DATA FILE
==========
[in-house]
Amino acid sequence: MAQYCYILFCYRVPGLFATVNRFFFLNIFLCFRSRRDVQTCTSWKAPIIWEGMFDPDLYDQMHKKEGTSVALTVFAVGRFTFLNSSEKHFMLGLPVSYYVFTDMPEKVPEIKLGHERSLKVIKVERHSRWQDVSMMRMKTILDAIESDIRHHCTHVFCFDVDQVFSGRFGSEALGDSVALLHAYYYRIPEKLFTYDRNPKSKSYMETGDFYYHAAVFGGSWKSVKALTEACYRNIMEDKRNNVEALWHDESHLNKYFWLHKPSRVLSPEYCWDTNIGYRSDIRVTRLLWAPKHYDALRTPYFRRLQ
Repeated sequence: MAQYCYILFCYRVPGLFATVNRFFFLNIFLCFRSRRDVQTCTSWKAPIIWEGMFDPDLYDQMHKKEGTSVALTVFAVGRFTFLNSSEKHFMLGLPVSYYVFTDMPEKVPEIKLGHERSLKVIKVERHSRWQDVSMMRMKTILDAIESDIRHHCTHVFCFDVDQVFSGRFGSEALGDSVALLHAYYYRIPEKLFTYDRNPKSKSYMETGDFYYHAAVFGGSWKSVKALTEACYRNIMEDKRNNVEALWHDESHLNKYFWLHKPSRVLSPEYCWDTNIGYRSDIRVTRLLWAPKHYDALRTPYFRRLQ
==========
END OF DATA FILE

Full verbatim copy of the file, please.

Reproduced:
[in-house]
Amino acid sequence: MAQYCYILFCYRVPGLFATVNRFFFLNIFLCFRSRRDVQTCTSWKAPIIWEGMFDPDLYDQMHKKEGTSVALTVFAVGRFTFLNSSEKHFMLGLPVSYYVFTDMPEKVPEIKLGHERSLKVIKVERHSRWQDVSMMRMKTILDAIESDIRHHCTHVFCFDVDQVFSGRFGSEALGDSVALLHAYYYRIPEKLFTYDRNPKSKSYMETGDFYYHAAVFGGSWKSVKALTEACYRNIMEDKRNNVEALWHDESHLNKYFWLHKPSRVLSPEYCWDTNIGYRSDIRVTRLLWAPKHYDALRTPYFRRLQ
Repeated sequence: MAQYCYILFCYRVPGLFATVNRFFFLNIFLCFRSRRDVQTCTSWKAPIIWEGMFDPDLYDQMHKKEGTSVALTVFAVGRFTFLNSSEKHFMLGLPVSYYVFTDMPEKVPEIKLGHERSLKVIKVERHSRWQDVSMMRMKTILDAIESDIRHHCTHVFCFDVDQVFSGRFGSEALGDSVALLHAYYYRIPEKLFTYDRNPKSKSYMETGDFYYHAAVFGGSWKSVKALTEACYRNIMEDKRNNVEALWHDESHLNKYFWLHKPSRVLSPEYCWDTNIGYRSDIRVTRLLWAPKHYDALRTPYFRRLQ